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FRC: Wide-ranging review of UK corporate governance code launched

The UK’s corporate governance landscape could be set for set for a wholesale changes after the Financial Reporting Council (FRC) announced a wide-ranging review of the corporate governance code. This will take into account the regulator’s recent work on corporate culture and succession planning, as well as the issues raised in the government’s green paper and the Business, Energy and Industrial Strategy parliamentary select committee inquiry.

The FRC said that the review will build on the UK code’s globally recognised strengths developed over the past 25 years while also considering the appropriate balance between its principles and provisions and the growing demands on the corporate governance framework. To guide the review the FRC said it would seek input from a wide range of stakeholders including its recently established stakeholder advisory panel of high profile representatives from a wide variety of sectors.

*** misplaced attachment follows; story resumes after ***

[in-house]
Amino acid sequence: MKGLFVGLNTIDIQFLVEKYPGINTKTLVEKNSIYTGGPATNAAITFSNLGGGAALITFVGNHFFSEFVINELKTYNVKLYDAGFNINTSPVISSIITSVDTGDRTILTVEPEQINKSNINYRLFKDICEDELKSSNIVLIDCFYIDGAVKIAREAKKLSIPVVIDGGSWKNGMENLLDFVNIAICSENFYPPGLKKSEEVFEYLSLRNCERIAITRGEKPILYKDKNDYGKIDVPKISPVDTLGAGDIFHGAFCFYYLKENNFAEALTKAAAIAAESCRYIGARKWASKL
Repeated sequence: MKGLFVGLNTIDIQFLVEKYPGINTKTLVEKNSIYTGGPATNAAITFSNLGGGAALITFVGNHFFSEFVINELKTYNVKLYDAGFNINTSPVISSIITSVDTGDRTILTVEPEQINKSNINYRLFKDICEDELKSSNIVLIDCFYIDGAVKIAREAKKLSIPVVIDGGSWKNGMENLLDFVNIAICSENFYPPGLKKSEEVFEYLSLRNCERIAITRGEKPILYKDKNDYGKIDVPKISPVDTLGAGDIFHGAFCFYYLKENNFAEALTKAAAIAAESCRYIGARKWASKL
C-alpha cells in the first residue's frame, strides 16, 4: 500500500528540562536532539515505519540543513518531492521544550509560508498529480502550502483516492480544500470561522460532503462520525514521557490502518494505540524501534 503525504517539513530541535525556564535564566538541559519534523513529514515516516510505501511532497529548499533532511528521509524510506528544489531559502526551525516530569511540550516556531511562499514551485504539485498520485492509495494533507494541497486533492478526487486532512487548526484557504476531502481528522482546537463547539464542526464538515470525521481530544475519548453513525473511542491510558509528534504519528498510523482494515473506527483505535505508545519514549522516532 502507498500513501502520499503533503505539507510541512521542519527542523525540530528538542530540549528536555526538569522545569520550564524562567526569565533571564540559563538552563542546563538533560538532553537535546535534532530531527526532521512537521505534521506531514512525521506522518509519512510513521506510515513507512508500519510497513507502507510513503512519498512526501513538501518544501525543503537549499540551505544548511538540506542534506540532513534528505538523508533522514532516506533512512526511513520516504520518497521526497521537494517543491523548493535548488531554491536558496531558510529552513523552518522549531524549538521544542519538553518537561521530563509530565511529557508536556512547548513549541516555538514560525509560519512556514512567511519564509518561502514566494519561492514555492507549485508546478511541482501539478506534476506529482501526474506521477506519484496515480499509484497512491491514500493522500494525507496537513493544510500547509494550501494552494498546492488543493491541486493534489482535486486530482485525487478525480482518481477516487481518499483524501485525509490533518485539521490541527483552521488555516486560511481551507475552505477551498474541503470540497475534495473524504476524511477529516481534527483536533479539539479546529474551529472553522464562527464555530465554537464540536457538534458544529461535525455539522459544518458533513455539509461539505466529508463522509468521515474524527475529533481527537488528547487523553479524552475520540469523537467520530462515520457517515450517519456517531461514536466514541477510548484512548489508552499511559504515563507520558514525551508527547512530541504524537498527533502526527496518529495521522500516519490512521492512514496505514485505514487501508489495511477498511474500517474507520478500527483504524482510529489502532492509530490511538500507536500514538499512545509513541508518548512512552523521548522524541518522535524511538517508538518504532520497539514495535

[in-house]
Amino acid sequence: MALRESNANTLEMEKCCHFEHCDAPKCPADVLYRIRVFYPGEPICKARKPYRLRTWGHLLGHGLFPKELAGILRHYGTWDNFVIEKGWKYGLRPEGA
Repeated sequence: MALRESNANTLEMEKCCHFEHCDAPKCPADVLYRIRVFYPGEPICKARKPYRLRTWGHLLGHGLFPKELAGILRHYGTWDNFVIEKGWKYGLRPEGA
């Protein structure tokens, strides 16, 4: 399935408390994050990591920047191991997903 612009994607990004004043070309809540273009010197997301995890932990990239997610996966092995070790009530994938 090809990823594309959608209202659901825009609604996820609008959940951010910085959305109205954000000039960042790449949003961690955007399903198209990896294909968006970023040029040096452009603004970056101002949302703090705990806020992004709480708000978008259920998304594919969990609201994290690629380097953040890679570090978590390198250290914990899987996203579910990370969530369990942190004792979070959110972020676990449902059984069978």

Sir Win Bischoff, chairman of the FRC, said the review would “consider the appropriate balance between the code’s principles and provisions.  In pursuing any changes, the current strengths of UK governance: the unitary board, strong shareholder rights, the role of stewardship and the ‘comply or explain’ approach, must be preserved. We must not throw out the baby with the bathwater. Any changes to the regulatory frameworks and to the Code will be done carefully and through full consultation with a wide range of stakeholders.”

The FRC said it would consult on its proposals later in 2017, based on the outcome of the review and the government’s response to its green paper.

Bischoff was speaking at the launch of a series of papers from the company secretaries’ professional body,  ICSA, entitled The Future of Governance. Chris Hodge, policy adviser to ICSA and former director of corporate governance at the FRC, has written the first paper, Untangling Corporate Governance, in which he argues that the different elements of governance need to be separated if we are to address them effectively.

Among his recommendations for improving corporate governance are for effective legal sanctions to be introduced to punish bad business behaviour; for a policy re-think of how to address income inequality and for an improvement in the effectiveness of the various mechanisms by which listed companies are held to account.

Speaking at the launch event Hodge said: “The regulatory framework for corporate governance has not fundamentally changed since it was established 25 years ago, but our expectations of what it should be able to achieve have. The perceived purpose of governance has gone from being “better oversight” to “saving capitalism.

What do you think?